Don’t look for this book to appear soon. Every time I pick it up I put it aside using a variety of lame excuses. Maybe it will get done while I am still on that in-between sabbatical that I wrote about.

  6. Welcome back Gary, and a very happy belated Birthday. I’m sorry to hear that you have had to accept the temporary housing situation until your new home is ready, and I pray that it is not too stressful on yourself and Julie. I’m glad though to see you are writing again.. what was that you said, that you cannot NOT write?? I’m looking forward to reading your upcoming newsletters about this new Season of your life that you are beginning with Gusto and Hope, and for learning through your example of how to live this Season WELL!

    Denise Barry

    • Hey Denise, I owe you a longer message by email. Bug me if I keep forgetting. And I want an update of what you have been going through since we last talked. Probably some big changes too.

    • Elsie Millerd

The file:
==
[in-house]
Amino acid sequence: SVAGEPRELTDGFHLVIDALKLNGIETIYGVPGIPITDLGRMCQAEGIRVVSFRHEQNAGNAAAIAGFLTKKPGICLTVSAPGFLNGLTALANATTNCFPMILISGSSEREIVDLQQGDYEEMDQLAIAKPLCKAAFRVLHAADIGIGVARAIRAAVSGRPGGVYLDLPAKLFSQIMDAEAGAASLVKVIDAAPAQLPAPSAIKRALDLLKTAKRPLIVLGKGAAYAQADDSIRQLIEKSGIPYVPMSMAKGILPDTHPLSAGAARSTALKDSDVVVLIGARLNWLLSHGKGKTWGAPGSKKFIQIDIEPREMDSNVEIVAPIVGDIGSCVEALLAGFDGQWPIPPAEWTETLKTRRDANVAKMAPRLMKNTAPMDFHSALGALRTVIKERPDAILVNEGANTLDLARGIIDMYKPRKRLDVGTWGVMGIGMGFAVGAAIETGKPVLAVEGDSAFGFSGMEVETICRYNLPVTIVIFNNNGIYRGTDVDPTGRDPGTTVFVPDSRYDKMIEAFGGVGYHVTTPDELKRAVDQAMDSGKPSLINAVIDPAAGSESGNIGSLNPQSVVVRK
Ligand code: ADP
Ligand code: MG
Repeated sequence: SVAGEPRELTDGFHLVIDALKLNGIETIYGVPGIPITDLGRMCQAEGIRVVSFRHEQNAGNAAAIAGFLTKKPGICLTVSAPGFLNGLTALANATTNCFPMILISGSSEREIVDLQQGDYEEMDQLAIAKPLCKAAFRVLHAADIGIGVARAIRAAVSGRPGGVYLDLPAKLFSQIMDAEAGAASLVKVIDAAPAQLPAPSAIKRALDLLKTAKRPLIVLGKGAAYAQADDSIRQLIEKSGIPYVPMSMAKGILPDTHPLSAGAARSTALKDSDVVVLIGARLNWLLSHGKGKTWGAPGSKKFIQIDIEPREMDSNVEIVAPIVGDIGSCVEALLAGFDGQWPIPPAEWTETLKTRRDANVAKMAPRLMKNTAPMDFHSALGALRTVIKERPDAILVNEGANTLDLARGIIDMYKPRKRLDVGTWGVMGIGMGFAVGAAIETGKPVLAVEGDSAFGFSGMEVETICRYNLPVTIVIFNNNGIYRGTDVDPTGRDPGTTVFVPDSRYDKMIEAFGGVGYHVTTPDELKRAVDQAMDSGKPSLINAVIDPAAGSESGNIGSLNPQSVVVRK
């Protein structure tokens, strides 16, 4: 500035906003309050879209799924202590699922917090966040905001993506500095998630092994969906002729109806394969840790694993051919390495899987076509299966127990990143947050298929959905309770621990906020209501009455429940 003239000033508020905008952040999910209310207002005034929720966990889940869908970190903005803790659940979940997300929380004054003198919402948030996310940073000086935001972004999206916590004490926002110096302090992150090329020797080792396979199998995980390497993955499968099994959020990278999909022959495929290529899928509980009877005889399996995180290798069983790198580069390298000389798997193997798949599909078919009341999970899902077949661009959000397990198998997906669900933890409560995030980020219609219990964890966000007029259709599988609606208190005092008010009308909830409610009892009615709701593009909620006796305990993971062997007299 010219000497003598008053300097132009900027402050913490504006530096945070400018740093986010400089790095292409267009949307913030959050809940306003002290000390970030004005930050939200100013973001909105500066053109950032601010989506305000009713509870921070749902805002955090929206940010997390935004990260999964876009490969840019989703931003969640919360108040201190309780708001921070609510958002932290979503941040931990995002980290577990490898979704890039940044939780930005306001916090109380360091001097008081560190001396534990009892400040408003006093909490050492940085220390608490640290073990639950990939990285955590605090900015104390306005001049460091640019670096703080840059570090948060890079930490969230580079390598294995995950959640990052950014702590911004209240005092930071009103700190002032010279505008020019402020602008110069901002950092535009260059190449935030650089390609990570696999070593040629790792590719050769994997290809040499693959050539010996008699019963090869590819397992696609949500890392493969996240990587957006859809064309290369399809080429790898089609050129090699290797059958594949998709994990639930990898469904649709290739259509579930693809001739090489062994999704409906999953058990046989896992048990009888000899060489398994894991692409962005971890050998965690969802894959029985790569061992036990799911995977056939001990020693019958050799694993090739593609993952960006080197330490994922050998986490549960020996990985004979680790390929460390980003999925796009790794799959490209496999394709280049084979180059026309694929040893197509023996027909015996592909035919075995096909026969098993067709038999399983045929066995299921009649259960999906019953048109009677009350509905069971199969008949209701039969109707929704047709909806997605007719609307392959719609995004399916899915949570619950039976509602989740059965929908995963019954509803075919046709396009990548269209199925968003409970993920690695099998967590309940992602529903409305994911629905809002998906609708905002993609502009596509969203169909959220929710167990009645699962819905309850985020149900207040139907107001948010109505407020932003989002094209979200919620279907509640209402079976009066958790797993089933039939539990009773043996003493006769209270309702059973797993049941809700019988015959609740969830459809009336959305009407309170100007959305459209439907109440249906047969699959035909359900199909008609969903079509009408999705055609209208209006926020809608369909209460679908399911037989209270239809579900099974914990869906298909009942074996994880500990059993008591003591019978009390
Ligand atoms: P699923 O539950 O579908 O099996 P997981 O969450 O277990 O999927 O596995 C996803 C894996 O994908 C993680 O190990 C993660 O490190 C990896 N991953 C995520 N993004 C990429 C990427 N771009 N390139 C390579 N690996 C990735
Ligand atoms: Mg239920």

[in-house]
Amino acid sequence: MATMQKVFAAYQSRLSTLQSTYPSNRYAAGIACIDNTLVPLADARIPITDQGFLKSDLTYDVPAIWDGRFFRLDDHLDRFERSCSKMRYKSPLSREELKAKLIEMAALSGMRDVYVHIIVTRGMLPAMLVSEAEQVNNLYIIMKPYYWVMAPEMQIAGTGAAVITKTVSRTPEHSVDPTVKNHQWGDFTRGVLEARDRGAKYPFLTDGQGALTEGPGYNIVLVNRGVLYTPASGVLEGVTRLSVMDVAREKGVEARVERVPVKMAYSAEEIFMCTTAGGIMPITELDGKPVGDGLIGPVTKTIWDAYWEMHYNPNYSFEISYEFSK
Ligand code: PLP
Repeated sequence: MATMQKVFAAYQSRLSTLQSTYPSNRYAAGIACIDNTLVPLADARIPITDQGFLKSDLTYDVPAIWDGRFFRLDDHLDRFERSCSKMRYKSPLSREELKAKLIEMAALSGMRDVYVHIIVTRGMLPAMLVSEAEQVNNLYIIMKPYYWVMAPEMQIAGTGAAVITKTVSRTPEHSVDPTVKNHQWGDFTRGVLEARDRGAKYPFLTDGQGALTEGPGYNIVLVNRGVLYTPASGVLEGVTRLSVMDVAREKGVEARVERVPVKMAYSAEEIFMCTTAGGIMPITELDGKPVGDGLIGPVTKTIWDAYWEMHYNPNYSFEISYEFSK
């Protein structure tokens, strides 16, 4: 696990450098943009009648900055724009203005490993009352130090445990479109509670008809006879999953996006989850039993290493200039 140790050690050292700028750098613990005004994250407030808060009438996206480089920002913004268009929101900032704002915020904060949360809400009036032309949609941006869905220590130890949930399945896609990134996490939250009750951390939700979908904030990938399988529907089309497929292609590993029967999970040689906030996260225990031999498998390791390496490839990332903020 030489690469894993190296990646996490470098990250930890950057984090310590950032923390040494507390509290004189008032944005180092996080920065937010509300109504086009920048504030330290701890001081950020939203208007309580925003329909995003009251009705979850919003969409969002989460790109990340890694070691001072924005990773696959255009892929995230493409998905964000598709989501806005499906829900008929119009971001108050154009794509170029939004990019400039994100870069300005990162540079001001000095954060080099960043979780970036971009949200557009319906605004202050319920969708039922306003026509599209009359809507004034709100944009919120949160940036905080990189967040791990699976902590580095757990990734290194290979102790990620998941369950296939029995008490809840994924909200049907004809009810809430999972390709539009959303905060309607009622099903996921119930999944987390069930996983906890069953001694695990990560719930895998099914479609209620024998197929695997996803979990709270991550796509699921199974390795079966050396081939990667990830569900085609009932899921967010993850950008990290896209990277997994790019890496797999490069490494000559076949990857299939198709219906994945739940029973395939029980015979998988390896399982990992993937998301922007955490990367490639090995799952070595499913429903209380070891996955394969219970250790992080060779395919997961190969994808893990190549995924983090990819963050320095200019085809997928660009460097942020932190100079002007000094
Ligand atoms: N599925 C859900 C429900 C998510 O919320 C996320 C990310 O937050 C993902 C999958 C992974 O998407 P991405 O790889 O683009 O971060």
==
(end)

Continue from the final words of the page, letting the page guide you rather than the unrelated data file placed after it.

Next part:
• November 13th, 2014

    Congratulations, Gary, on your 80th birthday. You have been an inspiration to me over the years, in the 1980’s when we used your text in Introduction to Christian Counselling at Regent College (Vancouver) and in 2008 in Toronto when I was deciding to enter a MTS program at age 60. I like your idea of finding purpose in each stage of our lives and look forward to watching you work on writing your “grande finale” in the years ahead. May they extend for a good long time yet. I am sure you will continue to be an inspiration to the rest of us. Blessings.

    • sharen Winar
    • November 19th, 2014

    Good to hear from you again, Gary. As the opening newsletter, you have started with Pastor Rick Warren’s book. I have waited this opening newsletter… 🙂